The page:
In April 8 IssueBy Derek AaronTimes Journal Reporter
Russell County's participation rate in the 2010 Census currently stands at 65 percent, nine percentage points higher than the final rate back in 2000 for the county, according to statistics provided by the U.S. Census Bureau.
Kentucky's participation rate is at 62 percent as of April 5, while 10 years ago the state finished with a 70 percent total participation rate.
On the national level, there currently stands a 56 percent completion rate whereas, in the last census, there was a final 72 percent completion rate for the country.
While April 1 has passed, it is still not too late for Russell Countians to return their census forms if they they have not already done so.
Last week, most houses in the state received a replacement 2010 Census questionnaire that is designed to increase census mail participation, get a better count for the state, and save taxpayers the higher cost of sending out census takers to collect information, according to William W. Hatcher, regional director for the U.S. Census Bureau.
These replacement questionnaires were mailed to the local homes despite a first questionnaire mailing in mid-March that many locals responded to.
Those who may have thrown away or misplaced the first questionnaire should fill out the replacement, but folks should only complete and return one census form, Hatcher said.
“From our research, we estimate that mailing out a replacement questionnaire in targeted areas might save more than $500 million by raising the participation rate by seven to 10 percentage points,” he said. “The replacement form gives households a second chance to fill out the form and return it by mail before we begin going door-to-door May 1 to collect census information.”
The initial 10-question census questionnaires were mailed to 1.89 million Kentucky homes. As of the fifth of this month, 62 percent of the received questionnaires had been returned in the state.
Around 40 million of the replacement questionnaires have been sent nationwide to homes in areas with low mail return rates from the census back in 2000, even if they have already returned the initial 2010 questionnaire.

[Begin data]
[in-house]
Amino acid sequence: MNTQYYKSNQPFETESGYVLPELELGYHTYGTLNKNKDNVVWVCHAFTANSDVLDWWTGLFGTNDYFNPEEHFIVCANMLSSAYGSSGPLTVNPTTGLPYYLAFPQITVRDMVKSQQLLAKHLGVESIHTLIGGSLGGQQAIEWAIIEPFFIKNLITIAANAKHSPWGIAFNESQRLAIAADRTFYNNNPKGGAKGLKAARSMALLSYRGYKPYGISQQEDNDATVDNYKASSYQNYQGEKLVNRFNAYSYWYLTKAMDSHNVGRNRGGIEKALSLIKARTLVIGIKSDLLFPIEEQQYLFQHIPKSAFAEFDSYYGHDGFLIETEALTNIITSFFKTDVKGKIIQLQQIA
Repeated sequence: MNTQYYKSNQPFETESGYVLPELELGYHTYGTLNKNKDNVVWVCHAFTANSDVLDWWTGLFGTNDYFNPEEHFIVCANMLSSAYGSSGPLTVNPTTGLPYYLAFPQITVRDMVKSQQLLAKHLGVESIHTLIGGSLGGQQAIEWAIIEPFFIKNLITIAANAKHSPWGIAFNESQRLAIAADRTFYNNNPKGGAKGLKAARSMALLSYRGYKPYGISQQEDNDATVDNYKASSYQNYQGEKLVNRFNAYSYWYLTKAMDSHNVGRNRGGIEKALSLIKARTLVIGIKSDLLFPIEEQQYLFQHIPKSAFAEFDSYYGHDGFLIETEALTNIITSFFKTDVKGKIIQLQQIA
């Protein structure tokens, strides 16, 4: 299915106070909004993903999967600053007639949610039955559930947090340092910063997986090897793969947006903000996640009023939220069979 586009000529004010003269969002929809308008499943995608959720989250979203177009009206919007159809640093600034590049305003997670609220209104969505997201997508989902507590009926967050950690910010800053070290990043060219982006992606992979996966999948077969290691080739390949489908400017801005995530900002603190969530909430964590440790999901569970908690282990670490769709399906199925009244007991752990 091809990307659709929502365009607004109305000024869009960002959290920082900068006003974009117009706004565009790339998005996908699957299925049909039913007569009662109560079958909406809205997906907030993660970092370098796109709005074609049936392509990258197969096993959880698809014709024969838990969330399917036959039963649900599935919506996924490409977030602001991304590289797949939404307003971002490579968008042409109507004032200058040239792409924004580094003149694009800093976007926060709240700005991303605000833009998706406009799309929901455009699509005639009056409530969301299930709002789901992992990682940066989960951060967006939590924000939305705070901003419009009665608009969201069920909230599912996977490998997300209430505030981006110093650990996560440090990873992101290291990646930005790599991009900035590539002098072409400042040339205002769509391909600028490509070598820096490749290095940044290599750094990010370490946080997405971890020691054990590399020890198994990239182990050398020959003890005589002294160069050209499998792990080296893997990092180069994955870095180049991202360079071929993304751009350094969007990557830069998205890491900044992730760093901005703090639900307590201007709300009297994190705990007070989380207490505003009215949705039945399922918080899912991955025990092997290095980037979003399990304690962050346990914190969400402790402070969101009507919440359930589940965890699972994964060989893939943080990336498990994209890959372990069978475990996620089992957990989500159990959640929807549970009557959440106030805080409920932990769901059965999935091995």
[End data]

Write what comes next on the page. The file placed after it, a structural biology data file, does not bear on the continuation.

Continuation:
Hatcher said that people who have completed and returned their questionnaires do not need to fill out the replacement census form and those who still have the original questionnaire should fill it out and mail it back immediately in the census provided, postage-paid envelope.
Any extra census forms should be thrown away, he said.
The collected census information will help determine how more than $400 billion in federal money gets distributed to state and local governments each year this decade.
“The replacement questionnaire is a safety net and a wise investment,” Hatcher said. “It reminds people who have not mailed back their questionnaires to send it in now. It doesn’t matter if they return the original form or the replacement form. Both are barcoded to ensure that people are counted only once and in the right place.”
Questionnaire Assistance Centers and Be Counted Sites are open locally at Somerset Community College's Russell Center at 848 Steve Wariner Dr. in Russell Springs and the main branch of the Russell County Public Library at 94 N. Main St. in Jamestown to assist people in filling out their census forms.
For additional help in completing the census form, call the toll-free Telephone Questionnaire Help Line at 1-866-872-6868. Spanish speakers can call 1-866-928-2010.
A temporary census office is also now open in nearby Somerset on East Mt. Vernon St. and can be reached at 606-219-4870.
Federal law requires census participation and protects personal information. At the time of their census worker certification, the workers took a confidentiality oath that, if broken, could result in a fine of up to $250,000 and five years imprisonment.
A census worker will not ask for Social Security numbers, bank account numbers, credit card information or any personal information.
These census workers will begin going door-to-door collecting information for residents who do not turn in their forms by late April and are identifiable by an official U.S. Census Bureau badge.
The 2000 Census showed Russell County's population at 16,315, a number that is expected to rise substantially yet again in this year when final figures are released following the conclusion of the count.